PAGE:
When I had my own health scare, I was disappointed when the results came back negative. I didn’t want to die but it would have been the pause button I needed for the world to just stop, just stop so I could recalibrate and figure out what the heck was happening. That’s when I knew it was time to change my life. I started thinking of ideas, things I could do instead of accounting, but I always hit a brick wall. I applied for jobs outside the accounting world but never got anywhere—why would they hire me in admin or customer service, when it seemed like such an odd switch?

I didn’t want to die but it would have been the pause button I needed for the world to just stop.

One day I crashed at work—not physically, but spiritually—I couldn’t go on. I said to myself (or maybe I said it out loud?), ‘I release this’. I released my concern that I had no idea what else could possibly do, having worked in the accounting industry for so long. I released my concern about finances. I released the fear of losing my cool job that made people treat me so much better than they did when I’d tell them I was a waitress. I released my belief that I had to control the universe and instead let it help me.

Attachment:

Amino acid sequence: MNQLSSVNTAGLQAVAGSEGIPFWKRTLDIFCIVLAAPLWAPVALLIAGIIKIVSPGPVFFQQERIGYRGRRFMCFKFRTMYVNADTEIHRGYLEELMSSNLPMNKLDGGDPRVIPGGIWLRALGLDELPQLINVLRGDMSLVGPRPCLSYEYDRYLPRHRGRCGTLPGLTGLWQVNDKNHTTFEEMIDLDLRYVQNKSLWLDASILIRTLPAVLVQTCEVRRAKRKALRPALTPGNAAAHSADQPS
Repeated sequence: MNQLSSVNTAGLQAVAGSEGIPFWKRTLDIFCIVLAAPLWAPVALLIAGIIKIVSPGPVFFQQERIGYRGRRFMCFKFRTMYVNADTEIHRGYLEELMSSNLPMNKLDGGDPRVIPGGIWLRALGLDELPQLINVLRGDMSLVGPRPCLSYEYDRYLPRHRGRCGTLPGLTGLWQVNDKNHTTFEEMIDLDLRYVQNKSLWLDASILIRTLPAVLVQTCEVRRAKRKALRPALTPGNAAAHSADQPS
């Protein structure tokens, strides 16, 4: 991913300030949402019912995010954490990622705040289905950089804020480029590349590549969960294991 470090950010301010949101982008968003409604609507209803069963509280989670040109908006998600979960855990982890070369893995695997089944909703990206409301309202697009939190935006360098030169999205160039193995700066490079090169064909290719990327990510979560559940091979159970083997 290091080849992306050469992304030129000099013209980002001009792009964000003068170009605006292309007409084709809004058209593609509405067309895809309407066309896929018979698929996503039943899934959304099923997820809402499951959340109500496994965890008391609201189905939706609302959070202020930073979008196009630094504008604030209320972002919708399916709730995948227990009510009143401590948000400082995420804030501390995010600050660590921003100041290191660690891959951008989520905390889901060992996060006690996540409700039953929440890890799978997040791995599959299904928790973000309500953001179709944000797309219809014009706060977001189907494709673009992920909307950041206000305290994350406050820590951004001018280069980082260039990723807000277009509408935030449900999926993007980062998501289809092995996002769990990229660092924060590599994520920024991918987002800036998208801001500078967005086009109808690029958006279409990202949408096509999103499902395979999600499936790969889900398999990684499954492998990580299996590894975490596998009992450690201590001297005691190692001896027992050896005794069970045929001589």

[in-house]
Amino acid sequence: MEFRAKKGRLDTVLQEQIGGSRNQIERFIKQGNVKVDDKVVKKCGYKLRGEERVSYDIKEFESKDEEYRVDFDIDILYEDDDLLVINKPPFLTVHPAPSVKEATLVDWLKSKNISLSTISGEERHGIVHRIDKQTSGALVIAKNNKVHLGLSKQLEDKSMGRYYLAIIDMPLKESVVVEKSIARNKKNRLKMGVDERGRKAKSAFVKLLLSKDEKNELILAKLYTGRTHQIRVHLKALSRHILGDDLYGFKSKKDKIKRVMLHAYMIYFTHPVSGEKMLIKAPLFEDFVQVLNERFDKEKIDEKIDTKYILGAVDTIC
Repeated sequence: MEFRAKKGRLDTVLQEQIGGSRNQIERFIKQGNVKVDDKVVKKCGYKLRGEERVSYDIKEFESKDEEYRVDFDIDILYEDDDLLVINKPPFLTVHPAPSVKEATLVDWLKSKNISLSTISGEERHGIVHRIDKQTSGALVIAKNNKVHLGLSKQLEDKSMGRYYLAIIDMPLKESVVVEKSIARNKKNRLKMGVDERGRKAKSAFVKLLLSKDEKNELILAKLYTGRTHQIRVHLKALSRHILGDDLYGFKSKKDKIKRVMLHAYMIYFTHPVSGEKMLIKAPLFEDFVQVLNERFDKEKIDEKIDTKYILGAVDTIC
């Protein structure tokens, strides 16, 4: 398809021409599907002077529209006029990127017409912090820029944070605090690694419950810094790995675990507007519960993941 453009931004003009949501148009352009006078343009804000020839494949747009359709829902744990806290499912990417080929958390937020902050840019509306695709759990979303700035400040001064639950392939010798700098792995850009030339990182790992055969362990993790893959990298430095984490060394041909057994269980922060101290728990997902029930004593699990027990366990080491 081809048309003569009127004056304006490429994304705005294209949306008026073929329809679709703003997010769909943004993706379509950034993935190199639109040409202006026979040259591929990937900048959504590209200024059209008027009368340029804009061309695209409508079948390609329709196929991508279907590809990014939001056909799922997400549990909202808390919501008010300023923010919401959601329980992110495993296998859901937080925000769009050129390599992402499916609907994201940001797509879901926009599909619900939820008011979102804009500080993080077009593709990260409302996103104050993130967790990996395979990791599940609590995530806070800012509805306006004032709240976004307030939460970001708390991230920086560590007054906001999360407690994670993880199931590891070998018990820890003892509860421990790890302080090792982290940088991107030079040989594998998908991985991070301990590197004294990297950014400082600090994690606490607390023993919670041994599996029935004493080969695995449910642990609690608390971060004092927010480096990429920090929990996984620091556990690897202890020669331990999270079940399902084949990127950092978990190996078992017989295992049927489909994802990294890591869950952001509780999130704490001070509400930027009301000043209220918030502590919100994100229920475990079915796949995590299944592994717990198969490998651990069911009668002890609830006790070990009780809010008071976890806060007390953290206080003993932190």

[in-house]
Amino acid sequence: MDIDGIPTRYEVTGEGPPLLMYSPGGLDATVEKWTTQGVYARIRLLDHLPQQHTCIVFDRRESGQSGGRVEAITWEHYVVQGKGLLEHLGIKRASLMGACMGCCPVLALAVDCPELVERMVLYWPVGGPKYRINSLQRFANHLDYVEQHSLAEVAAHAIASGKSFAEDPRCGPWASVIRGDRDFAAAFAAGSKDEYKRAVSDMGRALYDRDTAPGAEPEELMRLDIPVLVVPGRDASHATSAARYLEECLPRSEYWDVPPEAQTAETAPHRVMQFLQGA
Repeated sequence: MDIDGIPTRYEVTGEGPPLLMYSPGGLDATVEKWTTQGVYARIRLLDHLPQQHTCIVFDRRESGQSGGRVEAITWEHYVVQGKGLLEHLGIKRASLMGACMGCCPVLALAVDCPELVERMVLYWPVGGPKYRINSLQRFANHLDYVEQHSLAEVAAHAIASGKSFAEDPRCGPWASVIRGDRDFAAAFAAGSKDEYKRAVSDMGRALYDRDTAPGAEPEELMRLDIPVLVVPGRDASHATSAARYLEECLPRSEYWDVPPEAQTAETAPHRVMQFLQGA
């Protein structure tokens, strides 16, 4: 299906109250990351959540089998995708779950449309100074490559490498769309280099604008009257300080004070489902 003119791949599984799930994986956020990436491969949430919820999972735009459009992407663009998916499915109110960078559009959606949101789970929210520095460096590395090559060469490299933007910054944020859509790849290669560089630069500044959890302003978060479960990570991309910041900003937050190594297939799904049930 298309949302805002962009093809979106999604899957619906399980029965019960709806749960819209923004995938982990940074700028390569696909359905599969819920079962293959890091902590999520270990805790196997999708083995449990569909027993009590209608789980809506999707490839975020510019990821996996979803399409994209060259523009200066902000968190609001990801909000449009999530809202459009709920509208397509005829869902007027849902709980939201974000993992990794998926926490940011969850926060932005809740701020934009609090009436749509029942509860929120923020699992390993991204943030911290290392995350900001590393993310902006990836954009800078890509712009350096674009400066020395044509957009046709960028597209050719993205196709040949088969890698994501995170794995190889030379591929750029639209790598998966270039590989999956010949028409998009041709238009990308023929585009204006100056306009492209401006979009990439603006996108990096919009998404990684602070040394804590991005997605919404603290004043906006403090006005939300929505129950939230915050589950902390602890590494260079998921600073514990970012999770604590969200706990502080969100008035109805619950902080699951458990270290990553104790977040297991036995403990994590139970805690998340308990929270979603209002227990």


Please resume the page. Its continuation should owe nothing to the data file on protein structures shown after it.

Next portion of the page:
I felt it all leave my body.

Seconds after I uttered those words the phone rang, and I was offered a job three days a week as a TAFE teacher, which paid the same amount as full time accountancy. Now, I won’t lie. This event wasn’t quite as remarkable as it sounds. I was already working at TAFE one evening a week teaching a three-hour business class, so it’s not like I was cold-called randomly out of the phone book. But still, I do think there was an element of magic to it. I think that’s how the universe works.

I discovered my human side again.

I worked as a teacher for a couple of years and while it wasn’t my calling, I discovered my human side again. We had morning tea breaks! I talked freely to the students and to my colleagues without thinking about six-minute time blocks! I was a real, living, breathing human and no longer a robot.

In this new realm of personal freedom, I started writing. Writing was a pastime I enjoyed as a kid: I wrote poetry and short stories just for fun, illustrated them, and stapled my work together to make little books. I imagined myself as different people and even different objects, with my favourite short story being, My Life as a Pencil. (A thrilling read: the pencil ends up in the dump because he’s sharpened down to a tiny stump, but makes friends with a broken ruler and they have one hell of a good time together.)